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By XE Market Analysis April 26, 2019 3:26 am
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    XE Market Analysis: Europe - Apr 26, 2019

    The Dollar majors have been plying narrow ranges so far today, with both the Dollar and Yen consolidating of their respective gains seen against most other currencies this week. The U.S. currency has been buoyed by relatively good data, including yesterday's much stronger than expected 2.7% rise in durable orders data, and with markets expecting a solid advance Q1 GDP reading later today out of the U.S., which is set to show developed-world beating growth. We expect growth of 2.6% y/y, up from 2.2% in Q4. The Yen, meanwhile, has been underpinned by safe haven demand amid growth concerns in Asia and European and flagging stock markets. The biggest movers over the last week out of the dollar pairings and associated cross rates that we keep taps on are AUD-USD and AUD-JPY, which are showing respective losses of 1.8% and 2.0%. EUR-USD and EUR-JPY are showing respective declines of 1% and 1.2%. We expect this theme to continue for now. Japanese markets will be closed next week of for golden week holiday period.

    [EUR, USD]
    EUR-USD has declined by 1% over the last week, and EUR-JPY by a little more. The movement has been mostly driven by respective Dollar and Yen outperformance, though the Euro itself has concurrently come under pressure versus the Pound and Swiss Franc, among other currencies following run of underwhelming data, including German Ifo sentiment and French business confidence data this week, and last week's preliminary Eurozone April PMI surveys. EUR-USD breached major trend lows seen in March and early April at 1.1176 and 1.1183 on route to printing, yesterday, a 22-month low at 1.1118. The dollar has been benefitting from relatively strong data releases out of the U.S. in recent sessions, along with record highs on Wall Street. A favourable yield differential dynamic should keep EUR-USD directionally biased to the downside for now. EUR-USD is down by nearly 3% on the year-to-date. The pairing has been in a bear trend that's been unfolding since early 2018. Trend support comes in at 1.1108-10.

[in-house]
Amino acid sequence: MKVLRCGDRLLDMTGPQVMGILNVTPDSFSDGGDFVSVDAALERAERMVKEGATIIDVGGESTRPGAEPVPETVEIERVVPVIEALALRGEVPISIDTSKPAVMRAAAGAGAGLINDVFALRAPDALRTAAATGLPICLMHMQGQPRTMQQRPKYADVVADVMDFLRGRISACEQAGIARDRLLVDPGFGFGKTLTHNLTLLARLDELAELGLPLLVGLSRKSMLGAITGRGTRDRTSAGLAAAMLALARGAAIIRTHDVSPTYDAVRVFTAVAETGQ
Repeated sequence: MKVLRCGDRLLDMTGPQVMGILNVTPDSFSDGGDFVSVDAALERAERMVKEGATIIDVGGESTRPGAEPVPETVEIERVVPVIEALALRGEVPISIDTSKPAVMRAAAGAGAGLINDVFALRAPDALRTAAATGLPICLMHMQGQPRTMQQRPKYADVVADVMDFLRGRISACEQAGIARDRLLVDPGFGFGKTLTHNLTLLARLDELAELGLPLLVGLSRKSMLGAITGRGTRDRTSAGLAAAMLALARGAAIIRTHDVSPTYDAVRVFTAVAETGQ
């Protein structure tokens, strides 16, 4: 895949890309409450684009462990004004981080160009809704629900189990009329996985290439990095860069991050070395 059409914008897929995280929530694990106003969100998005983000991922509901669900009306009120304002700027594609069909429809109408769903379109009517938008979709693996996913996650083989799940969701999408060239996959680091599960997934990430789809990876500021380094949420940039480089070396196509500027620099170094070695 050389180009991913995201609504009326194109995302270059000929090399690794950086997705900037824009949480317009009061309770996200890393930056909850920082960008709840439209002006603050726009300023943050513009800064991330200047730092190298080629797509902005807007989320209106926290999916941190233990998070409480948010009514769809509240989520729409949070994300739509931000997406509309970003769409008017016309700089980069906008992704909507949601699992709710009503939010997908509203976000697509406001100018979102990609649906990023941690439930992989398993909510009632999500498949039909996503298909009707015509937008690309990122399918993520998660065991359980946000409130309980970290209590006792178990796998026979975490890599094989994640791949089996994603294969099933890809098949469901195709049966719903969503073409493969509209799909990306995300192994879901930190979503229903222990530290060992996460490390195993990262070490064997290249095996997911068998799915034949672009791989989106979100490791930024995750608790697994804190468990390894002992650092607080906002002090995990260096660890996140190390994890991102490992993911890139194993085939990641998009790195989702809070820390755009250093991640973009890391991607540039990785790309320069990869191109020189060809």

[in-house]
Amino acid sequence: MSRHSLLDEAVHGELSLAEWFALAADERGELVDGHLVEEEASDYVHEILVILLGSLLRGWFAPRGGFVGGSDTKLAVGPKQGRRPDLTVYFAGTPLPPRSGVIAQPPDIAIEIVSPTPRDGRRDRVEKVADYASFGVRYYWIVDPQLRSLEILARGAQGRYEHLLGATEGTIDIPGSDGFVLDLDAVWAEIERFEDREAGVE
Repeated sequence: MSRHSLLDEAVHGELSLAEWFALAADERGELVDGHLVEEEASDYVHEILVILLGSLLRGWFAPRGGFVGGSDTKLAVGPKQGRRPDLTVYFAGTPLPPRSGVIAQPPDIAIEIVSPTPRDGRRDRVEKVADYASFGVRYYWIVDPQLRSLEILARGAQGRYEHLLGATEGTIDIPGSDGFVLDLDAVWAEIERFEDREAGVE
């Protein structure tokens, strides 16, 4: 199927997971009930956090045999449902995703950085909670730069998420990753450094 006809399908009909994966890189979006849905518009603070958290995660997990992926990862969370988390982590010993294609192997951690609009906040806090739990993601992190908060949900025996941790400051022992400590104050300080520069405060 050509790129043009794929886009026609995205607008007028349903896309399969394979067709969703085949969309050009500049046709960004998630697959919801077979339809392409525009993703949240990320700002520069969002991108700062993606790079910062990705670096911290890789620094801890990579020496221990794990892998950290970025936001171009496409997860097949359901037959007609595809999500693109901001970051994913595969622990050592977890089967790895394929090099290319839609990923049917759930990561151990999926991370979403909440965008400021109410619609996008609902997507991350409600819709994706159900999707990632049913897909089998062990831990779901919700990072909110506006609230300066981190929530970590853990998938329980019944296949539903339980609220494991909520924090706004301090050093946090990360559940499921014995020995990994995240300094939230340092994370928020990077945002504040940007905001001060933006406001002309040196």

[USD, JPY]
    USD-JPY has posted a modest decline over the last week, when the Japanese currency has outperformed most other currencies, showing a gain of over 2% versus the Australian Dollar and a over a 1% advance on the Euro. Safe haven demand has underpinned the currency, with stock markets in Asia having sputtered this week following signals from China that the pace of stimulus measures will be dialled down. Japanese production data today disappointed, with South Korea Q1 GDP data, seen as a bellwether indicator of global growth, also disappointed this week. The BoJ, meanwhile, left rates unchanged yesterday, as had been widely expected. The central bank affirmed it will keep rates accommodative at least through to the spring of next year, refraining from committing to further stimulus while signalling that further measures could be deployed if necessary. USD-JPY has support at 111.37-40.